Collision coverage
will also pay for damages to your vehicle in the event of an auto accident, so this is a good option for drivers in Florida. Collision coverage is sold together with
comprehensive coverage
full-coverage policies


UM/UIM will protect you if you are involved in
a hit-and-run
accident in Florida, which unfortunately, is possible if you are stuck by someone without insurance. This is because they might flee the scene to avoid any consequences of
driving uninsured
If you are the victim of a hit-and-run, you can file a claim with UM/UIM. Without it, depending on your auto insurance policy details, you might be left uncovered. 

How to make a claim 

After you are
involved in an accident
, you will need the following information from the other driver to
make an insurance claim
  • Name
  • Contact information
  • License plate number
  • Car insurance provider
To file an uninsured motorist claim, make sure you have all the necessary paperwork ready to go. This might include a police report, medical records, and medical bills that you have received after the accident. This documentation will help you explain your experience to your insurance company. 
Keep in mind that UM/UIM will only pay up to your coverage limit. If your medical bills surpass that limit, you will need to use your health insurance or private funds to cover the rest of your expenses. 
Don’t overpay for a policy with UM/UIM
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What is the difference between UM coverage and UIM coverage?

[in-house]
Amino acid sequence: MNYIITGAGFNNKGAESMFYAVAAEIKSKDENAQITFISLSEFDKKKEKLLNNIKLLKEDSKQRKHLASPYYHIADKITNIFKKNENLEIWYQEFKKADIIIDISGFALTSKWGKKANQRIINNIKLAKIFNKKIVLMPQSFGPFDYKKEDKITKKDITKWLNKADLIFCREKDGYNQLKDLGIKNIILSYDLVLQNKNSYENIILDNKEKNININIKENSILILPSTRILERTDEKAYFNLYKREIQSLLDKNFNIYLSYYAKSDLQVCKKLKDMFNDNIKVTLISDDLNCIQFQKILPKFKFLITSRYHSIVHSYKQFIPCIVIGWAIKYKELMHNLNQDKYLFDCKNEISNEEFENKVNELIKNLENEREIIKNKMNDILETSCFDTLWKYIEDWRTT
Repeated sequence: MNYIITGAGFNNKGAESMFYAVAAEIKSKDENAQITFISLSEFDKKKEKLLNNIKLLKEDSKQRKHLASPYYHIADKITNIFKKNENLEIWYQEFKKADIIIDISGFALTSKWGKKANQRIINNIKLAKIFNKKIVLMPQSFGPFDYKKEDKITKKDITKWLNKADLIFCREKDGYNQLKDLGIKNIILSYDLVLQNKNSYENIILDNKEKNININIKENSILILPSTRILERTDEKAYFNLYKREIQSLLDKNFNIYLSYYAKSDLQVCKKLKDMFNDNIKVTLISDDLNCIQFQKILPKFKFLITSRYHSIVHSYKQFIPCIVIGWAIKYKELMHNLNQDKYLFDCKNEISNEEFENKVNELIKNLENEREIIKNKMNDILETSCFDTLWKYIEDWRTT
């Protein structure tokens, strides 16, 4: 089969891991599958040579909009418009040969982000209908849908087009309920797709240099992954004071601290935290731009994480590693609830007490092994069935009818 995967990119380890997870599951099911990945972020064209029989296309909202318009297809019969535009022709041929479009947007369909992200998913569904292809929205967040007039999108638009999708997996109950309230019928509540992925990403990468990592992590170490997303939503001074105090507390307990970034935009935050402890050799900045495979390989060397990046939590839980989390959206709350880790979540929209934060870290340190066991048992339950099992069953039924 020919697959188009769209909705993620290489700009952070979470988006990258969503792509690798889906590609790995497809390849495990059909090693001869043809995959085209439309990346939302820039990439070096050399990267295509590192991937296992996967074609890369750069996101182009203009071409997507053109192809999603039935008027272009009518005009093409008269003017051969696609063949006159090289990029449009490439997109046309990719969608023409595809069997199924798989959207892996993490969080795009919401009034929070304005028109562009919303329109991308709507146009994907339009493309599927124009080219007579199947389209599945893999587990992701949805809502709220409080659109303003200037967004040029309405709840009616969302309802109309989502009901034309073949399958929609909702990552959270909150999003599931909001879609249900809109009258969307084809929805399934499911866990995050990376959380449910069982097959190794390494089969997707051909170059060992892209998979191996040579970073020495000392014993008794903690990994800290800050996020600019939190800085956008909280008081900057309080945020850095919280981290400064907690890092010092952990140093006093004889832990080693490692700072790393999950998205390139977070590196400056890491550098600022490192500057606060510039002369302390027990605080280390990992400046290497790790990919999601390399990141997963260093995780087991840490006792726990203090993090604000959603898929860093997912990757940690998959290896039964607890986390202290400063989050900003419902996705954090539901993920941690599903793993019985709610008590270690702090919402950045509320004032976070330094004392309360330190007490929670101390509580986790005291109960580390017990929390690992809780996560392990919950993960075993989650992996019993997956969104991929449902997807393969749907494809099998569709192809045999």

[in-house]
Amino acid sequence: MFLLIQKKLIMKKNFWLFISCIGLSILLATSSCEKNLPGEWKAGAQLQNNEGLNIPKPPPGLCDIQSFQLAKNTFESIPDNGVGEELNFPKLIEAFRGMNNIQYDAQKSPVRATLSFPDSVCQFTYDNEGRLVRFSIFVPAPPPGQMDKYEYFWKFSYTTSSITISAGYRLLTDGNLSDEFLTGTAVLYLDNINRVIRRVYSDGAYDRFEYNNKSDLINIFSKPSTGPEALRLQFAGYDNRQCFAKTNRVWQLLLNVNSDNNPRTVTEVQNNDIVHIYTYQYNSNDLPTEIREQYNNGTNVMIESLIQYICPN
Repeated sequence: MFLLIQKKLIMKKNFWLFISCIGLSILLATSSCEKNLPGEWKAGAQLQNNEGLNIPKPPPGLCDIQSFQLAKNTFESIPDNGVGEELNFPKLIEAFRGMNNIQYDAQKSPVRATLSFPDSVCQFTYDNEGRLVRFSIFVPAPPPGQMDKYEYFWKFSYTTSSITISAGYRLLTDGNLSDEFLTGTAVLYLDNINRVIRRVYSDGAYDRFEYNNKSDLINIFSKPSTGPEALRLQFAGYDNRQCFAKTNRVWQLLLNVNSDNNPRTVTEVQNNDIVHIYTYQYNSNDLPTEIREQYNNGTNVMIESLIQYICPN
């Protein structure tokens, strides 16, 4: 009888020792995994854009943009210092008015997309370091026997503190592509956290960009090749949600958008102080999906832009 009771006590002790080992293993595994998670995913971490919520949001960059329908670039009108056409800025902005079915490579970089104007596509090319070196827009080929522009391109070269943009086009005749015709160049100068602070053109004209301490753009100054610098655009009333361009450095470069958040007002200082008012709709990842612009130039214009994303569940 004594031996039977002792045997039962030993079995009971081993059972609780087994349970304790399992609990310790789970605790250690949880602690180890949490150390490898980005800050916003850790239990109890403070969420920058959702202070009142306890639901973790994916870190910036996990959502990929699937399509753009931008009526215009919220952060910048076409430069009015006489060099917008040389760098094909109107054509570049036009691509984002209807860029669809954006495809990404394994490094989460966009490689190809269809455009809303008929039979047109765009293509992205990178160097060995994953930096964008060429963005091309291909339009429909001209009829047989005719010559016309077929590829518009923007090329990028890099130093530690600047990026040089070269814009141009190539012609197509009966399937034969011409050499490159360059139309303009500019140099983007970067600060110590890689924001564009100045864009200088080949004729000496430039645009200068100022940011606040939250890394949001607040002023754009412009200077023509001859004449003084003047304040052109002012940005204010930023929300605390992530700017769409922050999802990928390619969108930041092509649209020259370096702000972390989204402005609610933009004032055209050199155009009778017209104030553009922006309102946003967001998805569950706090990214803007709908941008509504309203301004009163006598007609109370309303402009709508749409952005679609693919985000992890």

Uninsured motorist coverage (UM coverage) covers a policyholder who is struck by an at-fault driver who doesn’t have any insurance coverage. Underinsured motorist (UIM coverage) covers a policyholder who is struck by an at-fault driver whose liability limits are not enough to cover all of the costs incurred in an accident. Both coverages can be purchased in Florida. 

Does UM insurance cover an injury attorney in Florida? 

No, UM insurance doesn’t cover Florida car accident lawyers, personal injury lawyers, or wrongful death law firms. If you need legal assistance, you might want to contact a lawyer for a free consultation.

Meet our experts

Hillary Kobayashi
Hillary Kobayashi is an insurance writer and editor specializing in insurance and finance topics. Hillary’s mission is to use her knowledge and love of education to help car owners better understand how they can save time and money on car ownership. The articles Hillary has published for Jerry span topics from state-specific bill of sale requirements to SR-22 insurance information.
Prior to joining Jerry, Hillary spent over ten years in education at Pacific University and the University of Oregon.
Amy Bobinger
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Licensed Insurance Agent — Expert Insurance Editor
Expert insurance writer and editor Amy Bobinger specializes in car repair, car maintenance, and car insurance. Amy is passionate about creating content that helps consumers navigate challenges related to car ownership and achieve financial success in areas relating to cars.
Amy has over 10 years of writing and editing experience. After several years as a freelance writer, Amy spent four years as an editing fellow at WikiHow, where she co-authored over 600 articles on topics including car maintenance and home ownership. Since joining Jerry’s editorial team in 2022, Amy has edited over 2,500 articles on car insurance, state driving laws, and car repair and maintenance.